ARMY LOOKING FOR A DIRECT HIT

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As the Army struggles to fill boots, the Pentagon is slicing and dicing data from enlistees and the U.S. Census to sharpen direct-marketing efforts for all the armed services.

That means strong below-the-line capability and strategy will be crucial for agencies looking to get a piece of the $200 million U.S. Army account. That contract was to due to be bid this year, but this spring the Army aborted a mandated review due to "inconsistencies in the evaluation process," and instead last week extended Leo Burnett's contract for another six months. A review will be called again, with a Dec. 31 target date for its conclusion, an Army spokesman said.

Said an ad exec who pitched the Army account: "Customer relationship management is the driver ... [it's] the future of all recruitment advertising."

A group within the Department of Defense is already using a software system to separate military recruits and applicants into dozens of segments based on household characteristics, including socioeconomic status. The goal is to identify segments that are more or less likely to join the military and potential new markets. Being able to reach out to 18-year-olds directly is acutely important for the Army, which is in danger of missing its recruiting mission this year as the war in Iraq scares off potential recruits. The Army spokesman said it is seeking 80,000 active duty soldiers, a 30,000 increase in overall strength from previous levels.

The hurdle in direct efforts is divining the right insight into those inclined to enlist "and using that to drive the selection criteria for who you contact," said Tom Collinger, associate professor of integrated marketing communications at Northwestern University's Medill School of Journalism. That's particularly difficult because many of the targets are teenagers with short paper trails.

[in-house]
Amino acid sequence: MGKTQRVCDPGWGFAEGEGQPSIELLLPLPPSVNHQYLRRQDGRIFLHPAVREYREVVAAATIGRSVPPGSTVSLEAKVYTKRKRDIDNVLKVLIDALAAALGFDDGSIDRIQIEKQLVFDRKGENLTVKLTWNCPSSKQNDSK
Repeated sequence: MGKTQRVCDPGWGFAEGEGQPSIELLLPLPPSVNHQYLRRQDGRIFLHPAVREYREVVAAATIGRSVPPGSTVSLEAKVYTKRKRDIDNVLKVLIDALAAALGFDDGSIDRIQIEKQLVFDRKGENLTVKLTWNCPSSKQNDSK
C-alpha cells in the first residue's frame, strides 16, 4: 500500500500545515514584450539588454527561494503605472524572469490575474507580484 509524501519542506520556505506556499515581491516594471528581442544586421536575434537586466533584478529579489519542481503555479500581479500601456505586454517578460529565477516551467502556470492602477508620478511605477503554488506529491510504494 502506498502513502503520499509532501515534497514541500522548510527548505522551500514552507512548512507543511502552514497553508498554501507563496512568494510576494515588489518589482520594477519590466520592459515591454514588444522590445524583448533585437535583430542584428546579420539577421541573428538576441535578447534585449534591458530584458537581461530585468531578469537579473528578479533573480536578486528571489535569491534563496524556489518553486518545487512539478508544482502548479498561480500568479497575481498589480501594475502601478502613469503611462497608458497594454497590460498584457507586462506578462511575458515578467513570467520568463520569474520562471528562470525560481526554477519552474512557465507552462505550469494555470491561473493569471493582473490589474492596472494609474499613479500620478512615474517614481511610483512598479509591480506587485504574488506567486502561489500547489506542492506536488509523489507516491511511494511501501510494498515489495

TARGETING

"If they were in their mid-20s, you'd have so much more data that you'd be able to apply," he said.

The Defense Department's Joint Advertising, Market Research & Studies project's segmentation effort will "help the services generate effective advertising messages and strategies," according to the group's Web site. "This information will help the services reach targeted markets and assist in the development of more effective marketing messages and incentive policies. "

In January 2005, the project started using Claritas' ConsumerPoint software, which uses the Prizm Census-based segmentation system, to sort recruits and applicants from 1999 to 2004. (The effort has nothing to do with the somewhat controversial high-school- and college-student database handled by BeNow, a Defense spokeswoman said, which has drawn fire from privacy advocates.) JAMRS can segment data down to the ZIP-code-plus-four level. The recruits are broken into 66 different subgroups that share characteristics.

For instance, the "down-in-the-city" segment consists of urban black and Hispanic households of low socioeconomic status, who tend to rent and whose parents have elementary and high-school educations. They tend to read Jet and Vibe, watch SoapNet and eat burgers at White Castle, Rally's and Checkers.

The "out-of-downtown" segment consists of white and Asian households of upper economic status that are mostly rural and suburban, tend to own their own homes and whose parents attended or graduated from college. They read Golf Digest and Discover, watch "Movie and a Makeover" and "Movie Break" on TBS and eat at Golden Corral and Chick-Fil-A.

Contributing: Ira Teinowitz

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